Manchester City Council NHS Greater Glasgow and Clyde
NHS Lothian NHS Research Scotland
Stroke Association Sustrans
Promoting Independent Cycling for Enhancing Later Life Experience and Social Synergy through Design (PrICELESS Design) - EP/K037242/1 led by Dr Tim Jones - Oxford Brookes University in collaboration with academics at University of Reading, University of the West of England, University of Cardiff.
Grant value 1.2 million
The team will use a novel mixed-methods approach with 240 participants from across four UK cities and will involve biographic interviews, secondary data analysis, mobile-interviews, and an experimental trial with new or returning cycle users.
The project will examine data from the UK and abroad to develop a toolkit for policy makers and practitioners. This will advise them on how the built environment and technology could be designed to support and promote cycling amongst current and future older generations. The findings will hopefully highlight how an ageing population can become or remain 'velomobile' and how this might benefit public health and wellbeing, as well as liveability of our cities.
Age UK Bristol City Council British Electric Bicycle Association
CTC Department for Transport Film Oxford
Life Cycle UK Old Speak Publishing Oxfordshire County Council
RALEIGH UK LTD Reading Borough Council Cardiff City Council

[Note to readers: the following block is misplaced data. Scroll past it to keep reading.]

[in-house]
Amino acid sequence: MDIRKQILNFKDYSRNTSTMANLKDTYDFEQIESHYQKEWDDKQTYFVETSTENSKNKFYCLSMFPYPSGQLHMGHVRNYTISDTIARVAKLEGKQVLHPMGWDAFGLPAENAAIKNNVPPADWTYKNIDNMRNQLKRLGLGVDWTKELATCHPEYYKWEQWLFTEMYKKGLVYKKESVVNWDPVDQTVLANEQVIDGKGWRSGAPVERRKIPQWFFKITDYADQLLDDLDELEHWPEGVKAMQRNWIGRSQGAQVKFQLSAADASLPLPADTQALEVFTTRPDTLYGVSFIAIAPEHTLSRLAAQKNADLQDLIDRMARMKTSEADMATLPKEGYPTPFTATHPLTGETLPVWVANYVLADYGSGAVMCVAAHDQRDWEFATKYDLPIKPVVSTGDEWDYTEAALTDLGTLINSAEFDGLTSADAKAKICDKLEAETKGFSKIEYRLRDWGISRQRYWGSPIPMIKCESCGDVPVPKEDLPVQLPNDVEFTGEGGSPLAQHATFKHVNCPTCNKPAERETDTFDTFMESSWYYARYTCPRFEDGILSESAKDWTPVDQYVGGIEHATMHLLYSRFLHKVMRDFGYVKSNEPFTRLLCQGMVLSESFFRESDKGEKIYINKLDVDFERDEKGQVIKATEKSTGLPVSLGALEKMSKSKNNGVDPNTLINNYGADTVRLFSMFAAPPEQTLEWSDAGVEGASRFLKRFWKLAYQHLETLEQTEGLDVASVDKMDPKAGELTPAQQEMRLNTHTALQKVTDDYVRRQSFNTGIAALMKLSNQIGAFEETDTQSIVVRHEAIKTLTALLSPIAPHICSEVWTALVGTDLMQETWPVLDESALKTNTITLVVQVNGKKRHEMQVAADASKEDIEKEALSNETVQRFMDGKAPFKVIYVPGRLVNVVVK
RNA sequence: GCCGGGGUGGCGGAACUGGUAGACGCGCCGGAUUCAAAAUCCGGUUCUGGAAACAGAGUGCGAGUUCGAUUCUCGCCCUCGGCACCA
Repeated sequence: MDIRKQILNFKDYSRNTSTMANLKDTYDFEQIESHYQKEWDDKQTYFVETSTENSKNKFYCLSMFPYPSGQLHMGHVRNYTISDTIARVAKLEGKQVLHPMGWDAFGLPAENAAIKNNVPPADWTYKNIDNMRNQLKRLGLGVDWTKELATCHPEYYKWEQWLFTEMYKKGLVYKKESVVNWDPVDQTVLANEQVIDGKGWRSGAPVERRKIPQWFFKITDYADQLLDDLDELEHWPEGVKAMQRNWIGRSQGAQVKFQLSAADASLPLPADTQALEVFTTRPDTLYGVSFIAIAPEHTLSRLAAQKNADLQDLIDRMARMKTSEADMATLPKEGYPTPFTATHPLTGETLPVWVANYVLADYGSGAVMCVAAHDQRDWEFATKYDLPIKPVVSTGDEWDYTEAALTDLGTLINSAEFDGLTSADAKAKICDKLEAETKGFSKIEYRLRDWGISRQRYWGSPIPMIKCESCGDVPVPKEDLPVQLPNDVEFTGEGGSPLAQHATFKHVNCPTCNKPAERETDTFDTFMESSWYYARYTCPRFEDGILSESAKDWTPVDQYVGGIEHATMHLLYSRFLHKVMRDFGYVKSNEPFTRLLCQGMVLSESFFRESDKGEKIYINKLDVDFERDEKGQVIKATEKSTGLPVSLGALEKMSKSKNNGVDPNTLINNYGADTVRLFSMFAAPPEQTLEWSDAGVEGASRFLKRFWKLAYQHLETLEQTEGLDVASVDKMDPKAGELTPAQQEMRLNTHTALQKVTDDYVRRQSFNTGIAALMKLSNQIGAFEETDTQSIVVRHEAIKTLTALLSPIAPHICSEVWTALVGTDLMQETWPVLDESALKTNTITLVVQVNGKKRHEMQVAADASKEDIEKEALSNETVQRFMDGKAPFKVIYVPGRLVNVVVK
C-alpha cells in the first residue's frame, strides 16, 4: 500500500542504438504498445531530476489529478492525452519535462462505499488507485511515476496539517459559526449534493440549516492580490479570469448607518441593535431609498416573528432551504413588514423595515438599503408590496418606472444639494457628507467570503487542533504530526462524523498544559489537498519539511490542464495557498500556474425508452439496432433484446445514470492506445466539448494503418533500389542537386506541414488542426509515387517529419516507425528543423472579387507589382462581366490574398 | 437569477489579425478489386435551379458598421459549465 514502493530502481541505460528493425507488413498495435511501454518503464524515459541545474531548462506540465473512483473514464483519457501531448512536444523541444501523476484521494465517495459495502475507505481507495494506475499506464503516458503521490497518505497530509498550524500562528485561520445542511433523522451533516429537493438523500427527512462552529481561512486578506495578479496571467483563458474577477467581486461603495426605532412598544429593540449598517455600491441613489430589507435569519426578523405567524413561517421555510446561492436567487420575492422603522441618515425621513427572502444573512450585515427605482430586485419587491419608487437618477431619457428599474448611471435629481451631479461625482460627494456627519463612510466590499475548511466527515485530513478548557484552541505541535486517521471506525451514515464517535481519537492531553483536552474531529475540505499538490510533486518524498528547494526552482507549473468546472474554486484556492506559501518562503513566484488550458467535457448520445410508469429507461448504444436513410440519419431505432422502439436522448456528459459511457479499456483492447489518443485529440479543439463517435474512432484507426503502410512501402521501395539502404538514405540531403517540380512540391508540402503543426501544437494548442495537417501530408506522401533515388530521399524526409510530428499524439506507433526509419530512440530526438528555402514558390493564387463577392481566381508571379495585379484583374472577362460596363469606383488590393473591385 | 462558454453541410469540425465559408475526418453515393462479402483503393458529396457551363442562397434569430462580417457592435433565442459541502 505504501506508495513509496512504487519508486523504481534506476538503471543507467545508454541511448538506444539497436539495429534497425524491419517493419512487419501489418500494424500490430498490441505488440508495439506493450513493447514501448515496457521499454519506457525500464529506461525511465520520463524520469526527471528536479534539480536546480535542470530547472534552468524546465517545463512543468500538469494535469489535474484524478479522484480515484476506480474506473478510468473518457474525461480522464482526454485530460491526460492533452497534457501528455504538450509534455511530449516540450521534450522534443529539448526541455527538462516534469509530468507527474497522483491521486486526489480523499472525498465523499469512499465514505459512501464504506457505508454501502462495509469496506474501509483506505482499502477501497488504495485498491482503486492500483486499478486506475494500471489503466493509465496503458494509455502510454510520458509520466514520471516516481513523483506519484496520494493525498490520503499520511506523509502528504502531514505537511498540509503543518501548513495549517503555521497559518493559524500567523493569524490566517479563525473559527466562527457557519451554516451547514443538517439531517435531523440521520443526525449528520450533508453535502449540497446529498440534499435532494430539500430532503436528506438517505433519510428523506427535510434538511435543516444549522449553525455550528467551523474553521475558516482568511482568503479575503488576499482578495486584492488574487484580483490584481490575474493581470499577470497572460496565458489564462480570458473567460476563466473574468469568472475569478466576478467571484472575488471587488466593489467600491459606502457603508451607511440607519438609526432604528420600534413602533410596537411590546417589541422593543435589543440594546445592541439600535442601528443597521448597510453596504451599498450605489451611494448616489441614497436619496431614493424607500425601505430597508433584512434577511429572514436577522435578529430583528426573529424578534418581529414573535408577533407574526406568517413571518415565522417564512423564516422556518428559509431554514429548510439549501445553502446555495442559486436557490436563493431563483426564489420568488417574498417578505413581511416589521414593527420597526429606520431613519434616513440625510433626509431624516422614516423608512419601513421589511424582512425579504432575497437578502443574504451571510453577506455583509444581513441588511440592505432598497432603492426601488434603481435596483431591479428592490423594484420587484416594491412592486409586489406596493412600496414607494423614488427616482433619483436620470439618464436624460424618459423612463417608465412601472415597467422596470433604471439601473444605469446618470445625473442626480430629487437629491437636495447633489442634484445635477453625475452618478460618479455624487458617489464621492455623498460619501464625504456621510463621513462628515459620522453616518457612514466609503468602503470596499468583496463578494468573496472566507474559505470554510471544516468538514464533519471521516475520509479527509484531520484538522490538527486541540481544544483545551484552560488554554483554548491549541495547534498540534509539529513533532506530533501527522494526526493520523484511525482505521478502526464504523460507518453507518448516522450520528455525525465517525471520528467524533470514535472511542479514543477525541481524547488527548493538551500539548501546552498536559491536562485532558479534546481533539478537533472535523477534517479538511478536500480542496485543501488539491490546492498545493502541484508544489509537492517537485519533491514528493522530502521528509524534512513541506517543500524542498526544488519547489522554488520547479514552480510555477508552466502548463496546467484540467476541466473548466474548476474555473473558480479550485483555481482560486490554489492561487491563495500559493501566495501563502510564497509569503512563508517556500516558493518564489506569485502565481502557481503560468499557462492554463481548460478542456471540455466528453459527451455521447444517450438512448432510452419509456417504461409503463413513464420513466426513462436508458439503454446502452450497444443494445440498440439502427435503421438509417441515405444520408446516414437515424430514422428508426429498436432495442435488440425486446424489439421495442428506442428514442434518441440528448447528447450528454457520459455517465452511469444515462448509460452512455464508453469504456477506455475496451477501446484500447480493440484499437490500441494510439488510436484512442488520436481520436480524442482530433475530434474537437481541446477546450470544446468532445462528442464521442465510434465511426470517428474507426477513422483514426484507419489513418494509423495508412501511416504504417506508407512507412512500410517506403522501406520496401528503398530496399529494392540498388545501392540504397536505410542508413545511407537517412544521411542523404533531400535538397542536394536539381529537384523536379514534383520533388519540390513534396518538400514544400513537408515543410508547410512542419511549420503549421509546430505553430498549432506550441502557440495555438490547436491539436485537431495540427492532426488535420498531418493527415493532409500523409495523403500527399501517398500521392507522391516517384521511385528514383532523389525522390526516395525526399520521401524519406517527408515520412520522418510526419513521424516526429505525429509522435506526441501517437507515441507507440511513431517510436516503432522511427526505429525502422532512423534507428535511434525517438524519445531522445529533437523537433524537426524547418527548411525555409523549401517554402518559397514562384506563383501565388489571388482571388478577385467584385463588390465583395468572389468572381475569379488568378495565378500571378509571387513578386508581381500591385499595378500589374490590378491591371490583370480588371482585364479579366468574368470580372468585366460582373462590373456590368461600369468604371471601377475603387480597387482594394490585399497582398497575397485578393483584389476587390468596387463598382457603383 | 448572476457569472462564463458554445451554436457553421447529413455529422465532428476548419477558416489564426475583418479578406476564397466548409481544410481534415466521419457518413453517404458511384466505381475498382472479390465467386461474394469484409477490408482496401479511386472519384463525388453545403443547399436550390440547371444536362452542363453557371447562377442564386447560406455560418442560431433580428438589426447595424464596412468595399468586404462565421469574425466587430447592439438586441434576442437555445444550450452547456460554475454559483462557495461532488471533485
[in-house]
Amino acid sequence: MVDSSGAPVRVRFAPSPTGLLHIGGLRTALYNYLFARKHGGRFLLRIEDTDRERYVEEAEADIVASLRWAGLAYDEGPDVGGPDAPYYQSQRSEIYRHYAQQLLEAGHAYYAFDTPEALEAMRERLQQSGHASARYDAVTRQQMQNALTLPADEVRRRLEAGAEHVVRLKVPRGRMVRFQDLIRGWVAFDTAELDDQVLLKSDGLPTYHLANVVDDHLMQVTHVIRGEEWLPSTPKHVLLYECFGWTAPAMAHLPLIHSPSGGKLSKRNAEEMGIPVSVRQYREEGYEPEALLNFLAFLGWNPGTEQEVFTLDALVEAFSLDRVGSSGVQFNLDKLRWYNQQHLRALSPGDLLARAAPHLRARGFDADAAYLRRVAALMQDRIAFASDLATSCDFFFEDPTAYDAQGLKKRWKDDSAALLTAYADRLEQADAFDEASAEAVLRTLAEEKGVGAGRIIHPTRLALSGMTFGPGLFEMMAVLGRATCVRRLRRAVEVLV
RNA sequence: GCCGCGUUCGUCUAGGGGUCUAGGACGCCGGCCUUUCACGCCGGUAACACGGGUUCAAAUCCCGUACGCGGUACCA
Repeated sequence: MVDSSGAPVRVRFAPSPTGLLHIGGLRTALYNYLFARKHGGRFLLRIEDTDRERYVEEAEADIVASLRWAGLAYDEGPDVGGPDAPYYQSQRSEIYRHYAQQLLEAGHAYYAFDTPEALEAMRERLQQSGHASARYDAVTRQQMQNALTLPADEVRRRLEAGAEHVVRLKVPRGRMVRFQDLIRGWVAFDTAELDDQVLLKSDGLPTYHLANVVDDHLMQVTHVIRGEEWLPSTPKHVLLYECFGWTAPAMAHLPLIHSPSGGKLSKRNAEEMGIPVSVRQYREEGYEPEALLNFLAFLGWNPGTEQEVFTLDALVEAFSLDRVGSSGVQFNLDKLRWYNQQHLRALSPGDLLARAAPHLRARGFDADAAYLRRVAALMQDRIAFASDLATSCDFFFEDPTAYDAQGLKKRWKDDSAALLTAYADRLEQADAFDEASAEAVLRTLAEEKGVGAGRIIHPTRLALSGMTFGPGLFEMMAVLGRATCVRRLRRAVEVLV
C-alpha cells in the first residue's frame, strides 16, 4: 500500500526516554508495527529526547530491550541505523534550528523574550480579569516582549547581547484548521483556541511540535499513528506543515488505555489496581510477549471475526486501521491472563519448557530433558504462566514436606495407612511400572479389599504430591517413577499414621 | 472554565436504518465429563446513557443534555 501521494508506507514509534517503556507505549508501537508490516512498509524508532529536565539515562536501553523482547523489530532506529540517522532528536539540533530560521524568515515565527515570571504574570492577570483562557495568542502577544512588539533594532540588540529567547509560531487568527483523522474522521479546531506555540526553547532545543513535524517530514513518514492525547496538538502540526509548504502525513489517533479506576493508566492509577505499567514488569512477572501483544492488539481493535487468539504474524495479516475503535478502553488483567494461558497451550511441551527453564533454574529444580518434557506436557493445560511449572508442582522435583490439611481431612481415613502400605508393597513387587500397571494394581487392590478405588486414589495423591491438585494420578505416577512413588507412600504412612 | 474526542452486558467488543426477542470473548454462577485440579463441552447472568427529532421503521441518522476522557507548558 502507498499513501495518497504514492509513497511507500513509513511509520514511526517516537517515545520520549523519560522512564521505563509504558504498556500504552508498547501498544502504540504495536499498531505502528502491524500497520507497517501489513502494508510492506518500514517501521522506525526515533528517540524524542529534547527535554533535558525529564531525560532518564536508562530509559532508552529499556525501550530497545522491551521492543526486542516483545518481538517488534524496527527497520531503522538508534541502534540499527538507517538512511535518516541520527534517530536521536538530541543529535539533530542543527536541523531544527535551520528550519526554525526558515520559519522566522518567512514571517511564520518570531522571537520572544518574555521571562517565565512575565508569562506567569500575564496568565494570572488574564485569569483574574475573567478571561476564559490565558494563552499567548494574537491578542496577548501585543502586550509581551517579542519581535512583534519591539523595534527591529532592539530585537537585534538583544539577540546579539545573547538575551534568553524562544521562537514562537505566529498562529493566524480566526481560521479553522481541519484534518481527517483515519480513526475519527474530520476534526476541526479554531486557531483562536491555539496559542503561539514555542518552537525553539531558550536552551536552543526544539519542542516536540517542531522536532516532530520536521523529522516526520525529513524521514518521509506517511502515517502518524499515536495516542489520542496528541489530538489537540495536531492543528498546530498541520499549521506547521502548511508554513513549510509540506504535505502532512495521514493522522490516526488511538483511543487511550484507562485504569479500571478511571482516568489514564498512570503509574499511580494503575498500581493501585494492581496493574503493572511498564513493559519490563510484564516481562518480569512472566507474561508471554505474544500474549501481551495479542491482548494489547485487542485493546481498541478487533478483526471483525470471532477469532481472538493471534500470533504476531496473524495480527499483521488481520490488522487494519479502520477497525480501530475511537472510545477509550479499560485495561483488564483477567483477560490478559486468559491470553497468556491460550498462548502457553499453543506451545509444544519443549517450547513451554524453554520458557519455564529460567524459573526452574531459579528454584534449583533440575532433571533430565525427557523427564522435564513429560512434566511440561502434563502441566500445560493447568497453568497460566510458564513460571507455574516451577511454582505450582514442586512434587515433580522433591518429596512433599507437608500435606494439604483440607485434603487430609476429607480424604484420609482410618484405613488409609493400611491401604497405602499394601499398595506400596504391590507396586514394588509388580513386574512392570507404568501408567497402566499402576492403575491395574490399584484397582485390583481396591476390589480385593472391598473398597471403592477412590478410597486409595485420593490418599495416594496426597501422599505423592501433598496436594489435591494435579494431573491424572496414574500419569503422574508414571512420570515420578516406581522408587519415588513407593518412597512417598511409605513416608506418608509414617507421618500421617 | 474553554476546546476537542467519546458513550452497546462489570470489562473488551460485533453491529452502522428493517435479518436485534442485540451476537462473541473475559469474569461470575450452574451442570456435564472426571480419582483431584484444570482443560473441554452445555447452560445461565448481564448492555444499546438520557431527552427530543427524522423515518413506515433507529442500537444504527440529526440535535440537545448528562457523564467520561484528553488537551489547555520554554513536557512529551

Sustrans The Electric Transport Shop University of Brighton
University of Oxford
Press Contact: Matthew Butler, Senior Communications Officer
Oxford Brookes University
Tel: 01865 484630 email@example.com
MyPLACE: Mobility and PLace for the Age-friendly City Environment - EP/K037366/1 led by Professor Peter Wright - Newcastle University in collaboration with two academics at Northumbria University and eight at Newcastle University
Grant value 1.3 million
The aim of this project is to develop and test, through real-world research, a digital platform and toolkit that will enable members of the public to engage with local councils and other organisations more effectively in the research, planning and design of the urban environment. The project will work in collaboration with City Councils in the Northeast region and Newcastle's Age Friendly city initiative.
The team will involve 350 older people directly in design workshops and data gathering activities, but in addition will engage up to a further 1,000 older people on-line through the Voice North user panel.
Age UK Newcastle City Council North East Dementia Alliance
Social Inclusion through Digital Economy The Elders Council
BESiDE - The Built Environment for Social Inclusion in the Digital Economy EP/K037293/1 - Professor Vicki Hanson - University of Dundee in collaboration with academics at Newcastle University and Dundee.
Grant value 1.3 million
With changes in population demographics resulting in a growing number of care homes, economic, health and ethical considerations demand that attention be directed to effective means of creating an enabling built environment to provide older adults with healthy and socially fulfilling lives.